The Russian LGBT Network, along with many other LGBT aid groups, has been placed on the Russian government's list of foreign agent organizations.
"About one-quarter of our activists have 'relocated,'" Alekseyenko said, meaning that they had left Russia. "We are talking about dozens of people. Many of them are from the North Caucasus and they left for Armenia or Georgia, Eastern Europe, or even Central Asia."
He said that in predominantly Muslim, socially conservative Kyrgyzstan and Kazakhstan "it is safer today than it is in Russia."
Mirona Rozanova, who works with the North Caucasus-based LGBT aid group CK SOS, says the new law will not only make it impossible to provide assistance to members of the LGBT community but will actually place them outside the framework of the law.
"They are creating a legal arena in which LGBTs cannot speak out about the problems of homophobia," Rozanova said. "In Chechnya, gays are being murdered, illegally detained, extorted. All this is happening at a quasi-official level with the involvement of the security forces. We see a lot of homophobic violence in other Caucasus republics as well, including 'conversion' tactics in which they try to cure homosexuality by driving out spirits and so on."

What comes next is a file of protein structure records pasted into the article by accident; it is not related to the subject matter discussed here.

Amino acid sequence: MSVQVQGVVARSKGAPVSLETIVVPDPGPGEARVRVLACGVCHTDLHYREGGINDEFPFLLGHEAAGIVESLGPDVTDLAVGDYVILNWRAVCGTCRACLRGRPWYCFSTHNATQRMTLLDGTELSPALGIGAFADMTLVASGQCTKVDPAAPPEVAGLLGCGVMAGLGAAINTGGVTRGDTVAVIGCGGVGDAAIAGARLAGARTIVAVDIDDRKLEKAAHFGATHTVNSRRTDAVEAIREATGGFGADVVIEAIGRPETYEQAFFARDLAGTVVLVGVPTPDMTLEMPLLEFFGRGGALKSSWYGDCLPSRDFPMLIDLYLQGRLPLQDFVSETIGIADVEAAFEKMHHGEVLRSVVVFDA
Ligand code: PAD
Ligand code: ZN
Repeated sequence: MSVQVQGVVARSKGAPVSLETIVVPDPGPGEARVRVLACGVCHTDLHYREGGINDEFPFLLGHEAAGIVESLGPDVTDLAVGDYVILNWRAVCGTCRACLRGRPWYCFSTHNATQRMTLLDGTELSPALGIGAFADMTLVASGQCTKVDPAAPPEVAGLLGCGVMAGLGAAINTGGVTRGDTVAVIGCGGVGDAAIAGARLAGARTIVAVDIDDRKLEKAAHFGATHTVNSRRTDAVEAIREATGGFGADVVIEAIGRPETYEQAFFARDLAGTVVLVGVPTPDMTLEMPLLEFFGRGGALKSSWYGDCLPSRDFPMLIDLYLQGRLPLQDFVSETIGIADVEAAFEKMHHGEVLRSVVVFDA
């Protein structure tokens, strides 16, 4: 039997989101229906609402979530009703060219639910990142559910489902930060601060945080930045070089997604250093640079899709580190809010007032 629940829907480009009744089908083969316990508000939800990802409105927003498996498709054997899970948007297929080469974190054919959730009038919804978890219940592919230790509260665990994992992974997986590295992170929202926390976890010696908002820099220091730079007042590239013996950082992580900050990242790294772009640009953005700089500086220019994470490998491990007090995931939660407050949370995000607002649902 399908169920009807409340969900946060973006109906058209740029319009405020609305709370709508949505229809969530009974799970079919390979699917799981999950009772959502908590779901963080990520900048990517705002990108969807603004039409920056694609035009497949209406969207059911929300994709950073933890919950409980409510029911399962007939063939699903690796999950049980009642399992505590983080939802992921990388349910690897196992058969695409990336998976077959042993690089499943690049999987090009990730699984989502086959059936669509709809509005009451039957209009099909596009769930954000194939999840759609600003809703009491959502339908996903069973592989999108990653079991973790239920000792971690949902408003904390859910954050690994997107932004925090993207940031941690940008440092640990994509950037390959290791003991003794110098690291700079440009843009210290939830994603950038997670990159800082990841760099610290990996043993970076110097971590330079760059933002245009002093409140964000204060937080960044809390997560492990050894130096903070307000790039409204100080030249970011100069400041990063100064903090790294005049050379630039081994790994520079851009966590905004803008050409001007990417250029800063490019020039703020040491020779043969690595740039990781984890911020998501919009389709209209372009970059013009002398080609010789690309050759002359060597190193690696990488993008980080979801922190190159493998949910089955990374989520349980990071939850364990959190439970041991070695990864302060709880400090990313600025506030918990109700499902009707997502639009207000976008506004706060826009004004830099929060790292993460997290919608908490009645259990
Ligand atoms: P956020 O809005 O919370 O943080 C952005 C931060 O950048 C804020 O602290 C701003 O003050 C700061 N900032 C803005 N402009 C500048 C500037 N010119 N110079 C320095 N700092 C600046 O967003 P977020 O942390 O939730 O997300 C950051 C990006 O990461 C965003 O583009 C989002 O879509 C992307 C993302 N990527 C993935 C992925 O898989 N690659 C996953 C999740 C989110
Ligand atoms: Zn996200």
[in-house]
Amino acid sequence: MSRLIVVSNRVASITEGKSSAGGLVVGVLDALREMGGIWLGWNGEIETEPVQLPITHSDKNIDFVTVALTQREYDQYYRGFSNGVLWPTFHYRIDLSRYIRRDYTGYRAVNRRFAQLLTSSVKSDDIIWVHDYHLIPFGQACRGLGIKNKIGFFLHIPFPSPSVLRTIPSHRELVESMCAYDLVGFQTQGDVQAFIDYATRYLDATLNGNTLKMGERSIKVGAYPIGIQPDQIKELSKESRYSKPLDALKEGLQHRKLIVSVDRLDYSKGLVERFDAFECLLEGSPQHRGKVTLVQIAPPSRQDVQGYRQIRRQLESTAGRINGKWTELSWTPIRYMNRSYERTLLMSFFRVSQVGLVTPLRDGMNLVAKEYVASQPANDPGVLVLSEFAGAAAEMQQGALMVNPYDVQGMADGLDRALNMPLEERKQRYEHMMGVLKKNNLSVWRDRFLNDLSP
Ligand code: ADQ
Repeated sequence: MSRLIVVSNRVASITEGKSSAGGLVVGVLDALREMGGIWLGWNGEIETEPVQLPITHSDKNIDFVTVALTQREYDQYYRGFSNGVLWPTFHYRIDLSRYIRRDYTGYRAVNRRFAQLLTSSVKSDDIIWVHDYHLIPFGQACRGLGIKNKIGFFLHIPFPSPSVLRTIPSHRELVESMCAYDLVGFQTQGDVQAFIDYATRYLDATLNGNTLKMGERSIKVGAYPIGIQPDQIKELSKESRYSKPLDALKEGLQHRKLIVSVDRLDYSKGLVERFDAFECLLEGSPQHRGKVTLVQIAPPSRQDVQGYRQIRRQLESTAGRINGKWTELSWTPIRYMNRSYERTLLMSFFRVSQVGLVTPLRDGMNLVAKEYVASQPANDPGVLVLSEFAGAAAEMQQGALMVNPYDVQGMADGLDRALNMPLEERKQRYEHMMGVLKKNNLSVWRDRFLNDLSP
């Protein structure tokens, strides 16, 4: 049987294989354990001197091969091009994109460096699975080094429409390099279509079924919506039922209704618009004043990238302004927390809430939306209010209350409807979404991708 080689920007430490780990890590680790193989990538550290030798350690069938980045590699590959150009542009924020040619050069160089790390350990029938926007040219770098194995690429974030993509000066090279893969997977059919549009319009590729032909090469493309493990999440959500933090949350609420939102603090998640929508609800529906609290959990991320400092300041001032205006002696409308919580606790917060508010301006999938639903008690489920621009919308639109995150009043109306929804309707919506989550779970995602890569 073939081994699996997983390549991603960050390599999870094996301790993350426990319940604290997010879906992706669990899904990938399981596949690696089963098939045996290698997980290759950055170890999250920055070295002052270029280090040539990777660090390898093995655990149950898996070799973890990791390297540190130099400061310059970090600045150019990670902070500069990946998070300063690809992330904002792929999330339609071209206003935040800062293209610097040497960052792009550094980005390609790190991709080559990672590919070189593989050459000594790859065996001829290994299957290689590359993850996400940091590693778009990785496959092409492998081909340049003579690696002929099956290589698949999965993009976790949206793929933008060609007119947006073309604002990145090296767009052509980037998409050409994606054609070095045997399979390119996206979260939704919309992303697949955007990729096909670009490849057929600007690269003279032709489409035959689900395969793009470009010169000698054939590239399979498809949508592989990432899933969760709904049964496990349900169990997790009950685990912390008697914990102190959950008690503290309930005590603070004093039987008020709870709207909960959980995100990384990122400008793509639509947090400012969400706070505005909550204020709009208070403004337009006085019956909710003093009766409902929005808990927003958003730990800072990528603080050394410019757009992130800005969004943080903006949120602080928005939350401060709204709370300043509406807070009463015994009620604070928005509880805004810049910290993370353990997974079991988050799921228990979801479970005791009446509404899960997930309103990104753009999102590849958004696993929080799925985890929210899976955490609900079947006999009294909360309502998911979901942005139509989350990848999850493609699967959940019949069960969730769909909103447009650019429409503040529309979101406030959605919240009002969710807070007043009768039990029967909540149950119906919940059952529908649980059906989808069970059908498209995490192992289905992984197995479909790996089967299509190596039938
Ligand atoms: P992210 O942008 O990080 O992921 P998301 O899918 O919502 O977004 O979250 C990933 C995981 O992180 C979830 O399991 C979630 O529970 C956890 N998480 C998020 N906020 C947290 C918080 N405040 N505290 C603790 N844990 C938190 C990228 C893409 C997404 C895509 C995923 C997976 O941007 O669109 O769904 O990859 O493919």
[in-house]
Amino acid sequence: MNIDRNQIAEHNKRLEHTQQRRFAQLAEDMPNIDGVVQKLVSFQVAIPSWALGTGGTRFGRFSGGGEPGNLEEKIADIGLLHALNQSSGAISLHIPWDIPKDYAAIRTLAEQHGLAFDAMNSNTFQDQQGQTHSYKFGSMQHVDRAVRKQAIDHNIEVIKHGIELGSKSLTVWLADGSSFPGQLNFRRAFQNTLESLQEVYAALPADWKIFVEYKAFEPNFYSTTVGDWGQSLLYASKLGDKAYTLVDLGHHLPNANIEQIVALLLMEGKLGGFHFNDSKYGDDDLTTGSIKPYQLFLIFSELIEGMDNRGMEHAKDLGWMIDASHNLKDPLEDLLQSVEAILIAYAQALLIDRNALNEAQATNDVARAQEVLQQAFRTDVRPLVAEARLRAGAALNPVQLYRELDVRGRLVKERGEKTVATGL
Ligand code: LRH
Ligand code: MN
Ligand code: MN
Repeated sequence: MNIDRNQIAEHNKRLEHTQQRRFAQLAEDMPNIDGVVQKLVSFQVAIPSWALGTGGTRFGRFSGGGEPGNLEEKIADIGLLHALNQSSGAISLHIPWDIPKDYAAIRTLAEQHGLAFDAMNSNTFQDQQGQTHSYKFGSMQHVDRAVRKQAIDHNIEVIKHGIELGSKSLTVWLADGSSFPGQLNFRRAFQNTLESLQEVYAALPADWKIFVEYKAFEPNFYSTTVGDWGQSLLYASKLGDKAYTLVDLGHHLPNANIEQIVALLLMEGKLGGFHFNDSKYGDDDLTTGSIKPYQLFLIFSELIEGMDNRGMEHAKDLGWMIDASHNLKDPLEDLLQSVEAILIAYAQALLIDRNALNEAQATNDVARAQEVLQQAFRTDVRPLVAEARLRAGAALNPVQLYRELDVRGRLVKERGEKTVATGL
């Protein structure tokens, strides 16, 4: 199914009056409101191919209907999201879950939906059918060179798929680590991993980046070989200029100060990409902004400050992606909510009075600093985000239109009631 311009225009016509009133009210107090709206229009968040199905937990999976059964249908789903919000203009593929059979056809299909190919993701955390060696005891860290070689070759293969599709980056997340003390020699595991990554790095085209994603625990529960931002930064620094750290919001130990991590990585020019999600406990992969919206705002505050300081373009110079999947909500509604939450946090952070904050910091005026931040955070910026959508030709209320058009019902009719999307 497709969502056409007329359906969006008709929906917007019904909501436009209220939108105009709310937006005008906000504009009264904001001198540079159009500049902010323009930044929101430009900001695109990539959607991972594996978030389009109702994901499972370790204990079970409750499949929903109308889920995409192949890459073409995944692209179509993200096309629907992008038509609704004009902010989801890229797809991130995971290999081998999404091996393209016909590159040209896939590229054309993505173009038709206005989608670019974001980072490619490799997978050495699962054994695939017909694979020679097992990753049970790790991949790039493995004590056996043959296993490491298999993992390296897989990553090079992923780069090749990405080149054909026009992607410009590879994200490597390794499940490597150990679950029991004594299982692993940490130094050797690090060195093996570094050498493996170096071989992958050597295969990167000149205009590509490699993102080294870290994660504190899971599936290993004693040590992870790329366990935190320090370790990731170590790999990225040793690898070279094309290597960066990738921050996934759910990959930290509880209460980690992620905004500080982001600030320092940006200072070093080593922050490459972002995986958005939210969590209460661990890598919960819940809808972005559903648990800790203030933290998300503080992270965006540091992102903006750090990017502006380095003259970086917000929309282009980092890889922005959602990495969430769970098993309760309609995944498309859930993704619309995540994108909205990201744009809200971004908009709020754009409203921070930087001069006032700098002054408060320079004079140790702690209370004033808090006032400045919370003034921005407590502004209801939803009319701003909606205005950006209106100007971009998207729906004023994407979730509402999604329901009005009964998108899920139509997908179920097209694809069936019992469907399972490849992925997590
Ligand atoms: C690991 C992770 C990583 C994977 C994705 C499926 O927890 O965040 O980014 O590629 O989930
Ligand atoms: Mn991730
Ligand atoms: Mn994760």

"Not a single case has been investigated by the authorities," she said.
"This bill supports and legitimizes homophobic discourse," Kuroptev added. "It is addressed both to gays and to those who have deeply internalized homophobia. The number of cases of discrimination and violence against LGBTs will increase."
"This law is just one big nightmare," said lawyer Yulia Fedotova, who consults for an LGBT center in Nizhny Novgorod. "It is just one continuous litany of discrimination and vague norms. There is no way to tell what you might be held accountable for."